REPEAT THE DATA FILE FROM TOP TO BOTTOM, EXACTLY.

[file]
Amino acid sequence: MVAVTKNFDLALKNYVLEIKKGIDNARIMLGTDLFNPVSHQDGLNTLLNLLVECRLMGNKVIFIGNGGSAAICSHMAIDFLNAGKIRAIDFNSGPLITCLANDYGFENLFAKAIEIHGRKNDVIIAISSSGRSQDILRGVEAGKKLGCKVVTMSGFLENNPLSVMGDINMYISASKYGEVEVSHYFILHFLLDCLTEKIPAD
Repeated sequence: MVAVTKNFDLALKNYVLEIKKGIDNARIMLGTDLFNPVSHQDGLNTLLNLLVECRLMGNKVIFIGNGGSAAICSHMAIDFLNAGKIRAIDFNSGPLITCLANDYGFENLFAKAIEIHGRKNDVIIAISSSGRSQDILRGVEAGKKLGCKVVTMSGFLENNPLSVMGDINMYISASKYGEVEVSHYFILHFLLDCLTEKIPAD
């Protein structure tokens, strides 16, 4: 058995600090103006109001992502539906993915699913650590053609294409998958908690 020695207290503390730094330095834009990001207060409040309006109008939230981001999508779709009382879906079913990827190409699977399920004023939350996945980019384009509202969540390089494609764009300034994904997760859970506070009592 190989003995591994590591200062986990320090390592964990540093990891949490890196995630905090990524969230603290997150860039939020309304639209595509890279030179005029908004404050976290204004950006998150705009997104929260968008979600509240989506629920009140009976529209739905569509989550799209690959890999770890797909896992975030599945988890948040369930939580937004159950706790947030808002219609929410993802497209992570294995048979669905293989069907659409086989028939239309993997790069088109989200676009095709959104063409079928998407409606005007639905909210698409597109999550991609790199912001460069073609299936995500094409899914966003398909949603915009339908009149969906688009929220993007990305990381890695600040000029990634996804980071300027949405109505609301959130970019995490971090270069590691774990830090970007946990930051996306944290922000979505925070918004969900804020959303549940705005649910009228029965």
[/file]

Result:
Amino acid sequence: MVAVTKNFDLALKNYVLEIKKGIDNARIMLGTDLFNPVSHQDGLNTLLNLLVECRLMGNKVIFIGNGGSAAICSHMAIDFLNAGKIRAIDFNSGPLITCLANDYGFENLFAKAIEIHGRKNDVIIAISSSGRSQDILRGVEAGKKLGCKVVTMSGFLENNPLSVMGDINMYISASKYGEVEVSHYFILHFLLDCLTEKIPAD
Repeated sequence: MVAVTKNFDLALKNYVLEIKKGIDNARIMLGTDLFNPVSHQDGLNTLLNLLVECRLMGNKVIFIGNGGSAAICSHMAIDFLNAGKIRAIDFNSGPLITCLANDYGFENLFAKAIEIHGRKNDVIIAISSSGRSQDILRGVEAGKKLGCKVVTMSGFLENNPLSVMGDINMYISASKYGEVEVSHYFILHFLLDCLTEKIPAD
């Protein structure tokens, strides 16, 4: 058995600090103006109001992502539906993915699913650590053609294409998958908690 020695207290503390730094330095834009990001207060409040309006109008939230981001999508779709009382879906079913990827190409699977399920004023939350996945980019384009509202969540390089494609764009300034994904997760859970506070009592 190989003995591994590591200062986990320090390592964990540093990891949490890196995630905090990524969230603290997150860039939020309304639209595509890279030179005029908004404050976290204004950006998150705009997104929260968008979600509240989506629920009140009976529209739905569509989550799209690959890999770890797909896992975030599945988890948040369930939580937004159950706790947030808002219609929410993802497209992570294995048979669905293989069907659409086989028939239309993997790069088109989200676009095709959104063409079928998407409606005007639905909210698409597109999550991609790199912001460069073609299936995500094409899914966003398909949603915009339908009149969906688009929220993007990305990381890695600040000029990634996804980071300027949405109505609301959130970019995490971090270069590691774990830090970007946990930051996306944290922000979505925070918004969900804020959303549940705005649910009228029965």